Profile image
By Freedomworks (Reporter)
Contributor profile | More stories
Story Views

Last Hour:
Last 24 Hours:

CBO Report Increases Urgency for Entitlement Reform

Tuesday, October 25, 2016 16:23
% of readers think this story is Fact. Add your two cents.

The Congressional Budget Office (CBO) released a report last month projecting an increase in the federal budget deficit relative to the gross domestic product (GDP) for the first time since 2009. The deficit for this year is now expected to be $590 billion. As a percentage of GDP, that is 3.2% compared to last year’s 2.5%. It is not good news when the deficit is growing faster than the economy, which is currently growing at 1.4%.

The most significant source of increase in the deficit this year is the six percent increase in government spending on programs like Social Security and Medicare. Unlike discretionary spending, these entitlement programs are on autopilot, increasing annually without the need for Congress to vote. The only increase that was higher is the 11 percent increase in interest payments on the national debt the government makes. The baby boomer generation is aging, meaning every year more outlays are required to satisfy these entitlement programs, whether in the form of Social Security payments or Medicare spending. By December 9th, Congress is expected to vote on a budget for fiscal year 2017. Yet, as in past years, Congress continues to avoid politically difficult decisions on entitlement reform, making the problem more urgent and costly for future generations.


According to the CBO, the deficit is expected to balloon to $1.2 trillion by 2026. As a percentage of GDP, it would be 4.6%. Furthermore, over the next ten years, GDP is expected to grow at a slower pace than previously projected. By 2026, the deficit will be larger relative to GDP than the average of the last 50 years. Another disturbing measure is the federal debt held by the public relative to GDP. By the end of 2016, it is expected to be 77% of GDP, or approximately $14 trillion. By 2026, it is expected to be 86% of GDP, or $23 trillion. That is a level that has not been seen in 50 years. This can become a serious problem if interest rates go up and the federal government is forced to make higher interest payments on the debt over the next ten years.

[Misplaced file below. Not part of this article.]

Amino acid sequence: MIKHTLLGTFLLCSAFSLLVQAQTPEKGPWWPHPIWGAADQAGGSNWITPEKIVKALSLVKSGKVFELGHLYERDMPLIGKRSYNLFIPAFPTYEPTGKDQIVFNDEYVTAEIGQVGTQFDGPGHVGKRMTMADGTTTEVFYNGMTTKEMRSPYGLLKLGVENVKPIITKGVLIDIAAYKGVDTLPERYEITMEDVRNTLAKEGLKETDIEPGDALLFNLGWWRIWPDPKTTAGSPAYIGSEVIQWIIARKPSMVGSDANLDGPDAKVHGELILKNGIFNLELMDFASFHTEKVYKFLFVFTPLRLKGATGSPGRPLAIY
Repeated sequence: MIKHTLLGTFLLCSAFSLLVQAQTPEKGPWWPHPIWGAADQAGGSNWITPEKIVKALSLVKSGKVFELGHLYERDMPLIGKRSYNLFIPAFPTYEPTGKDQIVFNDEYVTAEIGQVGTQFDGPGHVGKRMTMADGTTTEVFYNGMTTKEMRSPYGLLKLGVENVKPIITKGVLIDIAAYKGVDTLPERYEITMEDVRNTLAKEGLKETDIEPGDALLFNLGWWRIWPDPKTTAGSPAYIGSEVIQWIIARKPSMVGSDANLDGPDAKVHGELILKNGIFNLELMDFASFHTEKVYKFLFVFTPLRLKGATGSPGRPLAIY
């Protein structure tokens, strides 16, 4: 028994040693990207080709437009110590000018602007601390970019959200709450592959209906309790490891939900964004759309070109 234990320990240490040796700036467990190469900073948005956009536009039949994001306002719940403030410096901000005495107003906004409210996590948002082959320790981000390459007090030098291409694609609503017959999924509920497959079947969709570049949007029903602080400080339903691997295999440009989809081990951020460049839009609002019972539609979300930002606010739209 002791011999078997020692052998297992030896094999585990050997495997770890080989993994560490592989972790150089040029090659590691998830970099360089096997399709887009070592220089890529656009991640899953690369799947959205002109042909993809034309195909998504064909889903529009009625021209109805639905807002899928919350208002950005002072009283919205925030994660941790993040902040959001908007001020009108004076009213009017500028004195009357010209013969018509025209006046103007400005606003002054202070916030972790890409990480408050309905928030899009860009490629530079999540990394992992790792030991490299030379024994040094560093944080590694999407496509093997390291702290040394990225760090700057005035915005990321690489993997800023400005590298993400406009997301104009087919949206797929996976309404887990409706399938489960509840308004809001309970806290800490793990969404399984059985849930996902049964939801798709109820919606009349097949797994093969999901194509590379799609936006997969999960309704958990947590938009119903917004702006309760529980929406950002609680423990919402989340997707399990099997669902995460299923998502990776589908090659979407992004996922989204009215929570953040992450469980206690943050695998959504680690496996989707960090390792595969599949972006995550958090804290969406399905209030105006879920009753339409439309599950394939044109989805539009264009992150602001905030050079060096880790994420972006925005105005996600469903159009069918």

In order for these dire projections to be reversed, the economy has to grow faster. There has to be an increase in consumer and investment spending. One way to get these two forms of spending going is to restore confidence in the country’s fiscal situation. As long as consumers and investors continue to believe their government is headed in an unsustainable path, it will be very hard to restore confidence in the economy. This is one more reason for Congress to act now, rather than continue to kick the can down the road.


We encourage you to Share our Reports, Analyses, Breaking News and Videos. Simply Click your Favorite Social Media Button and Share.

Report abuse


Your Comments
Question   Razz  Sad   Evil  Exclaim  Smile  Redface  Biggrin  Surprised  Eek   Confused   Cool  LOL   Mad   Twisted  Rolleyes   Wink  Idea  Arrow  Neutral  Cry   Mr. Green

Top Stories
Recent Stories



Top Global

Top Alternative



Email this story
Email this story

If you really want to ban this commenter, please write down the reason:

If you really want to disable all recommended stories, click on OK button. After that, you will be redirect to your options page.